Maybe it is a tough call. It wouldn’t be a tough call to turn them over to the FTC & State Attorney general for investigations into violations. Or to do what Yelp does which to publicly shame companies that they suspect of abuse.
Another sad and neglected underside of the search world. But I have to admit I LOL’ed embarrassingly in the office at part 2 of footnote 9.
You and Prya both get bonus points for having read the footnotes thouroughly.
I find providing them allows my meandering thoughts to be “channeled” into a semblance of order.
I don’t know if it is just me, but it seems like in the recent weeks, there has been quite a cry for fixing the issue with fake reviews. I wrote a blog article last month about it, and sadly tried to coin a new hashtag #ReviewCloaking which has an appearance of being a real review, but in the end is fake. Sorry, back to your article, You’d think that Google is in the works to step it up with these fake reviews. Anyway, Mike thanks for yet another amazing article!
for others here is the article that Nate wrote: #ReviewCloaking
I was able to find the business and left feedback on it. I don’t think the business used as an illustration fits the businesses that are faking reviews.
Just incredible. It seems already Google has deleted many of the reviews from the users mentioned in this article, but not banned a single user yet, and many of them are merrily chugging along leaving new fake reviews!
Google won’t ban or delete a user account as it is connected to Gmail, G+ and Youtube. I have reported the same user on multiple occasions and the troll keeps posting nasty reviews that violate Google’s TOS. I feel its because its a numbers game or vanity metrics. We have X amount of users… We know that not all of the users and accounts are real.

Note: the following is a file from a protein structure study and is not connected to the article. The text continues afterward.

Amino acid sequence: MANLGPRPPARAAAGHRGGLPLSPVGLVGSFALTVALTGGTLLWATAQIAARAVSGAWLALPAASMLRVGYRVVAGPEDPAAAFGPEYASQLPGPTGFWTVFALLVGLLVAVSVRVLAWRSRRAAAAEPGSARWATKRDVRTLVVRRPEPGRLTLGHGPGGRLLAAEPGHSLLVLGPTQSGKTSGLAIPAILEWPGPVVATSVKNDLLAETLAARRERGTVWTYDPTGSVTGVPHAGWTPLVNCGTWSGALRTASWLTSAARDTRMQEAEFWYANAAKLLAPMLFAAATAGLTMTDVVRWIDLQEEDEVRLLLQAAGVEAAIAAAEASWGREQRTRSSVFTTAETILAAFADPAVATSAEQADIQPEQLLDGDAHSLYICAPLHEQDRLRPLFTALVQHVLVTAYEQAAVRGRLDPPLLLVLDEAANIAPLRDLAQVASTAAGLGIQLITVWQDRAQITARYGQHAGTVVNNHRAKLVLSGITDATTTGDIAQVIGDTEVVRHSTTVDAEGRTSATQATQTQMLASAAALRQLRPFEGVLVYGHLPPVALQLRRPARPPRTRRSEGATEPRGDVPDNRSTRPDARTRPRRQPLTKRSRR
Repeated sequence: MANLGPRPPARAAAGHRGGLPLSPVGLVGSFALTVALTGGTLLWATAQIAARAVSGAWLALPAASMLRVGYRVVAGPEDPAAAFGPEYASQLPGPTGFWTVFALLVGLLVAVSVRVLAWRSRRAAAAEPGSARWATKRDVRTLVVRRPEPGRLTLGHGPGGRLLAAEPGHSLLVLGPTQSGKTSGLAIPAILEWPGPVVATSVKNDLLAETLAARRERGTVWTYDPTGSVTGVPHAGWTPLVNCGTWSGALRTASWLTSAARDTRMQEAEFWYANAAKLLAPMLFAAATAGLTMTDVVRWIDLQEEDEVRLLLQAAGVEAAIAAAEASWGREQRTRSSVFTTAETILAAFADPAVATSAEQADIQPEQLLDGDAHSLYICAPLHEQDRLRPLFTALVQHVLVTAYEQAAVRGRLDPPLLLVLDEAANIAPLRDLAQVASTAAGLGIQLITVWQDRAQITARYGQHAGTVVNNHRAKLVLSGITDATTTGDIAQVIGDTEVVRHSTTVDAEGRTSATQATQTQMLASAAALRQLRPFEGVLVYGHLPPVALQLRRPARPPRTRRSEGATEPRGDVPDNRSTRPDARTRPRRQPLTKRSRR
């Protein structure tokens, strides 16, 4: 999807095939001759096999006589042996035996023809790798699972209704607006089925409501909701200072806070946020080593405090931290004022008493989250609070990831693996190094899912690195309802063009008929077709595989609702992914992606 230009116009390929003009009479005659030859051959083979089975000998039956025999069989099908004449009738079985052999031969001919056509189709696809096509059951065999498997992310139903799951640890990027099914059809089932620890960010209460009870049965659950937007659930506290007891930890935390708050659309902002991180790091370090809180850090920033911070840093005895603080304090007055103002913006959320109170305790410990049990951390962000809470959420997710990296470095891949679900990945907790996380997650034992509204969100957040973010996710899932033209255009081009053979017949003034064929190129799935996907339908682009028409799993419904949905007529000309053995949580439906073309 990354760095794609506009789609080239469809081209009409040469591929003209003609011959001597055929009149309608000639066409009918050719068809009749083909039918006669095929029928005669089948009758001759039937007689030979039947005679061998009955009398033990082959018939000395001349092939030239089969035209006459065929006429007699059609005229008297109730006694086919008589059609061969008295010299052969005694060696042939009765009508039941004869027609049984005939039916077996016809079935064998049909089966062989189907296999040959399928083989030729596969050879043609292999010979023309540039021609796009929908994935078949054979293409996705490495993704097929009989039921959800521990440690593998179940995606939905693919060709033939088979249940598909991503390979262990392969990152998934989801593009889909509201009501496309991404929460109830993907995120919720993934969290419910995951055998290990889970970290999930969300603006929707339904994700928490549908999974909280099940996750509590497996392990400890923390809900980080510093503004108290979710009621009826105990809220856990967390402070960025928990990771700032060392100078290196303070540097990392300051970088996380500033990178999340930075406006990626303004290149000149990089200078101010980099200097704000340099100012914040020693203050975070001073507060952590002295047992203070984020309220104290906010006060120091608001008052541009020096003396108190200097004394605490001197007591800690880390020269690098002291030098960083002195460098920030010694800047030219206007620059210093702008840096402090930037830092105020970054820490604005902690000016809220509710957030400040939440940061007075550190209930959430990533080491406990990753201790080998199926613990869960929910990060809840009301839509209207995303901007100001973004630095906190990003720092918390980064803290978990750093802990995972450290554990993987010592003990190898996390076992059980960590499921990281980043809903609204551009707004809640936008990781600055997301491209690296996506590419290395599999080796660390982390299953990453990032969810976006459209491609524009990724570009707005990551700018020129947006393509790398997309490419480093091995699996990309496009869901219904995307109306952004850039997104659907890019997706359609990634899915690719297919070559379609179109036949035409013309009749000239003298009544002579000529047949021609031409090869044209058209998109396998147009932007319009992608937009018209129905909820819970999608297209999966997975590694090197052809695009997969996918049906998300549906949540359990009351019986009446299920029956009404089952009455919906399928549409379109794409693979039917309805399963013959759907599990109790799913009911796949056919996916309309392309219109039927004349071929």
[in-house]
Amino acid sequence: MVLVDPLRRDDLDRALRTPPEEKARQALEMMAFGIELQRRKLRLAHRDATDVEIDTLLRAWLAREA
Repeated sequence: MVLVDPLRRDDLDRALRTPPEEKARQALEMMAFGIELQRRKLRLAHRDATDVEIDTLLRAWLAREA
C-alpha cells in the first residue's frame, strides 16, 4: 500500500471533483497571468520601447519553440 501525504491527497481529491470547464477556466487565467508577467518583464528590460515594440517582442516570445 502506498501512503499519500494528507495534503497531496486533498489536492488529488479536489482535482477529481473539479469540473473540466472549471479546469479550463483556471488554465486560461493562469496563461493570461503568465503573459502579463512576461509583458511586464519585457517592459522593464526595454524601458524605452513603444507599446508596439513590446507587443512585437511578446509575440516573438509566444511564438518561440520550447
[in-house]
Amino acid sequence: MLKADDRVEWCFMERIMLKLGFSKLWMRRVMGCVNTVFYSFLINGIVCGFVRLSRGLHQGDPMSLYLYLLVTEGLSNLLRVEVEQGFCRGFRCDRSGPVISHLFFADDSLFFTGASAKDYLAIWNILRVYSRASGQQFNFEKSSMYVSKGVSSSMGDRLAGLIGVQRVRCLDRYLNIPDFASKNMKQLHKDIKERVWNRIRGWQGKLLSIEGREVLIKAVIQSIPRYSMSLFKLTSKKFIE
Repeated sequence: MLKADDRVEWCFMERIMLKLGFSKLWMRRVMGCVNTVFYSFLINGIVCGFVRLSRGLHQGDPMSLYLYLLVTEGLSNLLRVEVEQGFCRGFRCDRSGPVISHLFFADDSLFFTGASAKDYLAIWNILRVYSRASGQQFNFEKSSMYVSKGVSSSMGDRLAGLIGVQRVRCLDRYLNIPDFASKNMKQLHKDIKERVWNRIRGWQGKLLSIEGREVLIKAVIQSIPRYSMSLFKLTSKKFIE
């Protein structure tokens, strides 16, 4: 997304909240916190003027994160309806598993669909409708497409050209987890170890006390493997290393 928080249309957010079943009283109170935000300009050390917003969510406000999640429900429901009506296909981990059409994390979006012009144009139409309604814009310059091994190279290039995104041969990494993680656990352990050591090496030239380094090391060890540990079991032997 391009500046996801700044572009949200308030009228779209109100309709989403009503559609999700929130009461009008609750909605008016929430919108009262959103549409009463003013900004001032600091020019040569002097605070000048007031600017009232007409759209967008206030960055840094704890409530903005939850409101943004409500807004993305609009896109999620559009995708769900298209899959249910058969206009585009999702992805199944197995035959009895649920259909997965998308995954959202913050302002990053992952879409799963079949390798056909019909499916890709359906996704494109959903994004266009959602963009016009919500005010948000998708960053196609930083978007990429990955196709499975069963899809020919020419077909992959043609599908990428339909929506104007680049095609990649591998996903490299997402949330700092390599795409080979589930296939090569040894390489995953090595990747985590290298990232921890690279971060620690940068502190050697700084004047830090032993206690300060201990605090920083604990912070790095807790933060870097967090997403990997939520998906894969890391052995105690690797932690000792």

Good article and I’m glad I stumbled across it. This is on the same level as fake reviews on large shopping sites too. It really creates dissolution for people that don’t know these are paid reviews.
I was happy to see that most of the reviews by the users mentioned in the article have been removed 🙂
Hi Mike, really good post and very insightful. I agree completely, what’s the use of seeing ratings if half or all of them are fake, it really makes it so much harder for trustworthy legit businesses out there. I’ve reported multiple sites recently for spam, and nothing happens, like blatant direct spam to a main page. Yet the website I reported ranks top for most competitive keywords in their industry. So ridiculous to be honest. Come on Google put some sneakers on penguin and start penalizing those public networks again!
OMG It just never ends with Google does it!
Soon you will not be able to rank for any local business, unless you are using Google as registrar, using Google web hosting and building your website with their CMS.
Then it will be having to verify your home address before you you can even buy a domain from them, LOL.
I wish they would just target all the businesses using fake reviews and PBN’s to rank at local level properly before sticking their finger in every other pie!
I know a company that has their clients mail in digitize paper comments cards by creating fake profiles and infact until recently they had a call in your review feature on their website.
Google does nothing .
Nice, looks like Google finally stepped in. Now Shazedur Rahman only has 2 reviews! haha.
A review engine provides a service, mostly not requested. If the engine is not bulletproof against fake reviews, then it can be used to damage businesses.
If the company providing the review engine cannot guarantee its reliability, then it is instrumental to causing damage to businesses. As such, it should/could be sued for damages regardless of how much it hides behind the “it’s not against our own guidelines” crap.